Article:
besides the heirs of Obadiah Sartwell. Among the forty-
three were Mr. Seth Putnam, Ebenezer Putnam and Thomas
Putnam, to each of whom was set apart -fa of the whole.

After the close of hostilities, Charlestown was no" longer
a frontier town and by 1760 a tide of emigration set in which
soon filled the country with desirable settlers and gave the

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inhabitants of old Number Four, among them the Putnam
family, the opportunity long wished for, to cultivate their
farms and establish a flourishing town.

Seth Putnam helped form the first church at Charlestown
and was one of the first ten members. He seems to have been
highly respected by his neighbors. On 14 Aug., 1753, the
first town meeting at Charlestown was held and Seth Putnam
was chosen ty thing man.

On his tombstone is the following inscription :

"The memory of the juat is blest."

on his wife's,

"Sweet soul we leave thee to thy rest till we shall meet thee above with

IV. 50 Deacon Edward (Edward, Thomas, John), born
in Salem Villnge 29 April, 1682; baptized at the church in
Salem the following October; died in Middleton, 23 Oct.,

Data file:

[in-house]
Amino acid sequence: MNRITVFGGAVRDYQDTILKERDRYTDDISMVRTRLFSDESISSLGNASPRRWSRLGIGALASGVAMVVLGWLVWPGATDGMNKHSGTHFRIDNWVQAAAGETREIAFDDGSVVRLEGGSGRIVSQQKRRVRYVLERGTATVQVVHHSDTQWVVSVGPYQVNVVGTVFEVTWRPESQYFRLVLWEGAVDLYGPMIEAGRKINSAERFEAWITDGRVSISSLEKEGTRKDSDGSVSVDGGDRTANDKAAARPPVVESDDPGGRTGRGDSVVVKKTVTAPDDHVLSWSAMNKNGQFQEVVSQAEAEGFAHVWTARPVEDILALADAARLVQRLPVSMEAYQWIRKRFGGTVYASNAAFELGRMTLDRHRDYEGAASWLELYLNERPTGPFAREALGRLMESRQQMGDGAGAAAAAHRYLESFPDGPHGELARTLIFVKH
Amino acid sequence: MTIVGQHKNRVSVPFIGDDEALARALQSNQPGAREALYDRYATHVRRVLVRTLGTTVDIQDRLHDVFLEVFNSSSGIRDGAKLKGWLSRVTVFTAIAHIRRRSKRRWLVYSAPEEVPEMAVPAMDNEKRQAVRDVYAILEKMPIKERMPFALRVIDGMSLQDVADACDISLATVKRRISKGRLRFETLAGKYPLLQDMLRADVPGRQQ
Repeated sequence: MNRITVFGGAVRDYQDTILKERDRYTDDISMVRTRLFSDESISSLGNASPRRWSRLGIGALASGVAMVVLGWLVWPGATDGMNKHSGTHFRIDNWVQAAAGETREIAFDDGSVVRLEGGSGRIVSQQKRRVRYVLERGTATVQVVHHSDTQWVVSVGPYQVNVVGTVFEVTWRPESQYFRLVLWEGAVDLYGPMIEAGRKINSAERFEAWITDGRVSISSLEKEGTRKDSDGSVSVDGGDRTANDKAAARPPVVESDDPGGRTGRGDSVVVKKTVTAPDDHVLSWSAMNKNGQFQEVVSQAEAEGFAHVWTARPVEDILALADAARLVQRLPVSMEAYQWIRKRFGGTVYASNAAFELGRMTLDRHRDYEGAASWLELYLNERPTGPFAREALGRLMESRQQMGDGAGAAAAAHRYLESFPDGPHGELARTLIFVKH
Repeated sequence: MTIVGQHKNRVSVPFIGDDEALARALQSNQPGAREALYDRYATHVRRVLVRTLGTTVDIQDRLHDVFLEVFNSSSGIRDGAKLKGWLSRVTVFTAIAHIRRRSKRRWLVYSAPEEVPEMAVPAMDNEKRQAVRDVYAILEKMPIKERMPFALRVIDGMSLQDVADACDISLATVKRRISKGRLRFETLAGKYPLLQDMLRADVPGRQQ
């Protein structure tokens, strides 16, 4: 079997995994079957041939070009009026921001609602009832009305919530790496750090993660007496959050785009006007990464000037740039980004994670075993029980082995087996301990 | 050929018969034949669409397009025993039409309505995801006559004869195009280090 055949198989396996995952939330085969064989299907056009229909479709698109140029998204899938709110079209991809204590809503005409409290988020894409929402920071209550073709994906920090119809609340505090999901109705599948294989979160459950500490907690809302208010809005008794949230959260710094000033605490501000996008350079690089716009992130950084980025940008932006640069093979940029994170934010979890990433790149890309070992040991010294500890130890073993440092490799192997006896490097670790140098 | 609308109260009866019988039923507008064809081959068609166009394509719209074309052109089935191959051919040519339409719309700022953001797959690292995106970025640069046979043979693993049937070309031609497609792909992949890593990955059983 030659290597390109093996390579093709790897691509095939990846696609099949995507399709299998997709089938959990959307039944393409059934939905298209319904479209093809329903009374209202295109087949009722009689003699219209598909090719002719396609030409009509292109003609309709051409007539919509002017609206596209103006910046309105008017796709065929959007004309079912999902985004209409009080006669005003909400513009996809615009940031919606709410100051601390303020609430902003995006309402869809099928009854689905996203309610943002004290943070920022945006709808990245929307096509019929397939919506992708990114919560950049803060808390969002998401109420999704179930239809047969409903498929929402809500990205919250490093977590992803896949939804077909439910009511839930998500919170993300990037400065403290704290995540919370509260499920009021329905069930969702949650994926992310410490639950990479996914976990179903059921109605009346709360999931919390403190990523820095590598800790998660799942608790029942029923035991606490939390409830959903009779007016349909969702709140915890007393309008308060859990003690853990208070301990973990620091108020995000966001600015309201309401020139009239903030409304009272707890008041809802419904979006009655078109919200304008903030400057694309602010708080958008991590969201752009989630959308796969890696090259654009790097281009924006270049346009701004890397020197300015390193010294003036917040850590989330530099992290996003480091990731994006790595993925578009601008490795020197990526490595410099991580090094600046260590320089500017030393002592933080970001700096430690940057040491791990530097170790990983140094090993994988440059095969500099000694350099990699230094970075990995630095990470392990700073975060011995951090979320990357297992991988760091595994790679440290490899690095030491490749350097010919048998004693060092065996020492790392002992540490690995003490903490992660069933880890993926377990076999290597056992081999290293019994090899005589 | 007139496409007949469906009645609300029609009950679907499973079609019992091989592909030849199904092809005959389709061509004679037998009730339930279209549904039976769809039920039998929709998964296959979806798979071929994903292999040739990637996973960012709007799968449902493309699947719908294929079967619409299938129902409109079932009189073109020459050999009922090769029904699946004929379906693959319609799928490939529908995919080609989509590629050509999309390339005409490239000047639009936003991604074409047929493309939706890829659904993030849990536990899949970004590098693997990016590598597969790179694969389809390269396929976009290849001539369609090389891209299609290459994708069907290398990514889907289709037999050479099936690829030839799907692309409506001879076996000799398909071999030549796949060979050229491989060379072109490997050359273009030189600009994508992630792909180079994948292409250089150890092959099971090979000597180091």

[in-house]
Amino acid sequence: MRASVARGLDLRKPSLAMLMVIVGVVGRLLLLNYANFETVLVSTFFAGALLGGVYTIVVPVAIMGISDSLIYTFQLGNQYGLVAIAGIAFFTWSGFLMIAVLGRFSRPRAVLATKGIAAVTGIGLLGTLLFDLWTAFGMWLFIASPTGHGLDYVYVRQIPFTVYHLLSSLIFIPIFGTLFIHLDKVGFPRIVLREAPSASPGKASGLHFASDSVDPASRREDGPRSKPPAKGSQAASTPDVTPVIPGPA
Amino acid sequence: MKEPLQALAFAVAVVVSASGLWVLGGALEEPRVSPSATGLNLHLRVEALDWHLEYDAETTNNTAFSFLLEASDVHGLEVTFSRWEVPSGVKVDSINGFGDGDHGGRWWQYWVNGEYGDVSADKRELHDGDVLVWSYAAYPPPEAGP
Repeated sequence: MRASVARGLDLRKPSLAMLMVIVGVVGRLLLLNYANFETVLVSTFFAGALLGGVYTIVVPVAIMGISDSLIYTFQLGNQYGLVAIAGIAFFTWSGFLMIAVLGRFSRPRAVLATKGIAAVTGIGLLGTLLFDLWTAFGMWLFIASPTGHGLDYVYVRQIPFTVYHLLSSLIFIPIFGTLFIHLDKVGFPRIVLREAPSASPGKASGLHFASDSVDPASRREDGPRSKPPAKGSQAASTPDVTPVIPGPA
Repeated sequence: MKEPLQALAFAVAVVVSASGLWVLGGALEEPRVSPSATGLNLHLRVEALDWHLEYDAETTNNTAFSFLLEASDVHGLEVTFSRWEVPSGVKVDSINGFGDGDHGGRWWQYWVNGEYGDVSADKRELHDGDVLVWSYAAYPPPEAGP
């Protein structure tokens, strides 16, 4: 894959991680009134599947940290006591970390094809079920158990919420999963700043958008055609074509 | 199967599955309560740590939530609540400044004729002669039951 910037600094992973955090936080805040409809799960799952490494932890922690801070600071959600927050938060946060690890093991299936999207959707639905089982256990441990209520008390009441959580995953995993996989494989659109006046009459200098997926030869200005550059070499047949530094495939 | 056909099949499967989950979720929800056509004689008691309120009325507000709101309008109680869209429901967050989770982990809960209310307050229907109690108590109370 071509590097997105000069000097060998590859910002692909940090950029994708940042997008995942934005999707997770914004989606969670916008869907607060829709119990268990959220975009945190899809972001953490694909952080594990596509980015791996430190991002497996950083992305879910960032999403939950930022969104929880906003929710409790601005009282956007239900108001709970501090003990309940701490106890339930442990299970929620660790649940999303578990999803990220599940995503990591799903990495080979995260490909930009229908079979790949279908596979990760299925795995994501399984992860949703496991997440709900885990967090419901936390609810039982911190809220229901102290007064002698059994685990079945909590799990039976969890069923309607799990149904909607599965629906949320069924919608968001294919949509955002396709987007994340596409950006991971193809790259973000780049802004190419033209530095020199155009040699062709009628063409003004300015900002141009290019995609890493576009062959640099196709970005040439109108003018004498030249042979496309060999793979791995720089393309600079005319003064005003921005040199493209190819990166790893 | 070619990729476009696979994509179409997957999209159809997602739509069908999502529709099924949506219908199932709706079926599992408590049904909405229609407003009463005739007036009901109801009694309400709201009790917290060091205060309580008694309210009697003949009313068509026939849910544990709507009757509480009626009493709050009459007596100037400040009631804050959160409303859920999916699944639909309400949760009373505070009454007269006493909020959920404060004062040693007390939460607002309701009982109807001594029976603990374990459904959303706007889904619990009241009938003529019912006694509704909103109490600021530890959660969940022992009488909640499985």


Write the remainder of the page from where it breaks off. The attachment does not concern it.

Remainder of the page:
1755 ; married, first, Sarah ; married, second, 3 Sept.,

1735, Mrs. Priscilla Jewett of Rowley, widow of Nehemiah
Jewett who died 2 Feb., 1732-3. She was the daughter of
Nathaniel and Priscilla (Carrell) Bradstreet and was born
22 Sept., 1689, aud died in Rowley 6 Sept., 1736. By her
first husband she had four children, viz. : Jeremiah. Jemima,
who married Joseph Scott. Priscilla, who married, first, Zac-
cheus Perkins; second, Hon. Humphrey Hobson. Caleb. 22

He married, third, 24 Feb., 1736-7, Martha Nurse widow
of Francis Nurse of Reading. She was dismissed to the
church in Middleton from Reading in 1738.

He married, fourth, 29 Nov., 1743, Mary Wilkins, perhaps
widow of Daniel Wilkins 2 * of Middleton.

Children baptized at Salem Village :

192 Holyokb, b. 29 Sept., 1706.

193 Sakah, b. 28 Nov., 1708; m. at Middleton, 2 Aug., 1731, Joseph


194 Edward, b. 30 Jane, 1711; d. 17 Feb., 1800.